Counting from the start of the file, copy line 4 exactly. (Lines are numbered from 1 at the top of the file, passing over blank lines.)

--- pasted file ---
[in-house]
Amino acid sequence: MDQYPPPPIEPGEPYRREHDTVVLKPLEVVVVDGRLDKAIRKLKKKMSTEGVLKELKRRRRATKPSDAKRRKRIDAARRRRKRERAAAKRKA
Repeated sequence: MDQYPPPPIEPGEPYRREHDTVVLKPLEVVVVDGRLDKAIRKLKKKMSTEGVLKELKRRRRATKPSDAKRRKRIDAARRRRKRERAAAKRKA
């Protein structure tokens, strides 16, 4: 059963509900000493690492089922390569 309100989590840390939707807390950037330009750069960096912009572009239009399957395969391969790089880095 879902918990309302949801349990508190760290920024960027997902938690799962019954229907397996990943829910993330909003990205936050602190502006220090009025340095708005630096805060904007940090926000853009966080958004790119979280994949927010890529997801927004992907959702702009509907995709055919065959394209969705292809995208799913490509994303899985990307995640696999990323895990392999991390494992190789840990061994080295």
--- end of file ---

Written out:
């Protein structure tokens, strides 16, 4: 059963509900000493690492089922390569 309100989590840390939707807390950037330009750069960096912009572009239009399957395969391969790089880095 879902918990309302949801349990508190760290920024960027997902938690799962019954229907397996990943829910993330909003990205936050602190502006220090009025340095708005630096805060904007940090926000853009966080958004790119979280994949927010890529997801927004992907959702702009509907995709055919065959394209969705292809995208799913490509994303899985990307995640696999990323895990392999991390494992190789840990061994080295």